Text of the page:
SANDWATCH: children, youth and adults monitoring beaches and taking effective action to enhance their environment


© Paul Diamond

Launched by UNESCO in the Caribbean in 1999, the Sandwatch program is a non-profit volunteer network of children, adolescents and adults working together to monitor, enhance and analyze changes in their beach environment using a standardized approach. It has become an international program involving islands as widespread as the Cook Islands in the Pacific, Seychelles in the Indian Ocean, and the Bahamas in the Caribbean, as well as countries in Europe, Africa, Asia and South America.

The Sandwatch program receives support from UNESCO and the University of Puerto Rico through the Sea Grant College Program .Both organisations were involved in Sandwatch from its early beginnings. Many national organizations, both governmental and non-governmental, also provide support.

Coastal communities everywhere, particularly small island nations, are extremely vulnerable to climate change. Rising sea levels, warmer sea temperatures and natural disasters such as cyclones and tropical storms pose a risk to the environment as well as to homes and livelihoods. The Sandwatch project helps coastal communities to work together to evaluate and address the problems and conflicts facing their beaches, and to become more resilient to the effects of climate change.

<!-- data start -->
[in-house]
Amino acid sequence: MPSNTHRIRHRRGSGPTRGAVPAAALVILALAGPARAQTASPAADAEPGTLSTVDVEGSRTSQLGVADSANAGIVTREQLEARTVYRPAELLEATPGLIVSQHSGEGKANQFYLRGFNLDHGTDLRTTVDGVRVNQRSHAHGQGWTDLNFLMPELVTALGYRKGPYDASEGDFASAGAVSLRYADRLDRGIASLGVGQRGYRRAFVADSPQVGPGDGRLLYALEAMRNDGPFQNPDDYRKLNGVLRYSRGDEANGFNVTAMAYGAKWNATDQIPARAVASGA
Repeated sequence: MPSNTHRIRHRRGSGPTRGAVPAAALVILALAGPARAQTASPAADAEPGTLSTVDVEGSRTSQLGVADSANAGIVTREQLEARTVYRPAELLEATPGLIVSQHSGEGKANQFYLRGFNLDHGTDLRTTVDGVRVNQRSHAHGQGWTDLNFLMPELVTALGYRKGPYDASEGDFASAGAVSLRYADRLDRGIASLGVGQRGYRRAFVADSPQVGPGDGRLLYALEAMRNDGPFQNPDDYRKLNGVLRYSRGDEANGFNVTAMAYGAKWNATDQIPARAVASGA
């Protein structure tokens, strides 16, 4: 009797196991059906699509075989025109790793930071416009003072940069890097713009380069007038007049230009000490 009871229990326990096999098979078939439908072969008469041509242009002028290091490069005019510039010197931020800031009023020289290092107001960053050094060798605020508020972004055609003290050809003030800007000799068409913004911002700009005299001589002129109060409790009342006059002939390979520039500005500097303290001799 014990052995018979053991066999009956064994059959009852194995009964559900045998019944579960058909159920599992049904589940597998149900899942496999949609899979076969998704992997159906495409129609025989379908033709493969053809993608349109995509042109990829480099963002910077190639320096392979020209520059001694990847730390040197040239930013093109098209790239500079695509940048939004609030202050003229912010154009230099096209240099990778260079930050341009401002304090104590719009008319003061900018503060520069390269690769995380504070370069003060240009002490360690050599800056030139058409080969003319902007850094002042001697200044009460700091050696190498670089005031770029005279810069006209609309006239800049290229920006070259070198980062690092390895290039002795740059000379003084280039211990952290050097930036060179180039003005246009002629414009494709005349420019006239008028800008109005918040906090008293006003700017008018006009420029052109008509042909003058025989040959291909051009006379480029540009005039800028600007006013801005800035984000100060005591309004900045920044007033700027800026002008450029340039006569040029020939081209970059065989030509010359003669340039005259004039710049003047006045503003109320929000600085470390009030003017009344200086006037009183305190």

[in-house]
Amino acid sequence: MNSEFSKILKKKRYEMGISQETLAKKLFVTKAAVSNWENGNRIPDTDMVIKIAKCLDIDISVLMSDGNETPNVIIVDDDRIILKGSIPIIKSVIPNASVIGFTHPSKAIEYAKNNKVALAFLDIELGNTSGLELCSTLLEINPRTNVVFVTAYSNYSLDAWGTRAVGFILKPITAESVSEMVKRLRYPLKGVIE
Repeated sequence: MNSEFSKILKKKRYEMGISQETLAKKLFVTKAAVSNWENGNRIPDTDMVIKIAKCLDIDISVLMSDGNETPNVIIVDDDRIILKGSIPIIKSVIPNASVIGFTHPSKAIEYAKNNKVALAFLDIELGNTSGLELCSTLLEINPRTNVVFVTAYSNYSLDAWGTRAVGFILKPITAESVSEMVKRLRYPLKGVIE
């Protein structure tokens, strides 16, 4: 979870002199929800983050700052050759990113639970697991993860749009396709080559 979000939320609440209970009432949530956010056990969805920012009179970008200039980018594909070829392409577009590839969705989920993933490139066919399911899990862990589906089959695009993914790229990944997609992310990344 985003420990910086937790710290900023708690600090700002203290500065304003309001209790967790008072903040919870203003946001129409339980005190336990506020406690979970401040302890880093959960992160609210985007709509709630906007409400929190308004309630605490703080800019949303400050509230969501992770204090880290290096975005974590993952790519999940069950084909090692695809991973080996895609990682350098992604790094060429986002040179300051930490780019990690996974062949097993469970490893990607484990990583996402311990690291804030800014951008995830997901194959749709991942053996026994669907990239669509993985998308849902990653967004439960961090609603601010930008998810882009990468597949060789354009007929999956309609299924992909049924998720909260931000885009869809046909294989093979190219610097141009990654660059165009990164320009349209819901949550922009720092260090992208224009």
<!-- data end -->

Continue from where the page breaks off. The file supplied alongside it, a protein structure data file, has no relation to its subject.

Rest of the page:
For example, students at the Hope Town Primary School in the Bahamas have, every year since 2004, monitored their local beach using the Sandwatch approach.  In 2005, the beach was badly damaged by several devastating hurricanes. The government used heavy equipment to scrape sand from the sea bottom to restore the sand dunes. Assisted by the community, the Hope Town Primary Sandwatchers worked tirelessly to plant the newly constructed dunes with “sea oats”, a hardy dune grass. Six years later, in 2011, the area was again impacted by a hurricane, but this time the dune stood firm – the roots of the sea oats did their job and held the sand in place.

For more information:



Ms. Khalissa Ikhlef

Climate Change
Reducing Natural Disaster Risks
Level of education: 
Wider public
Primary education
Secondary education
Higher education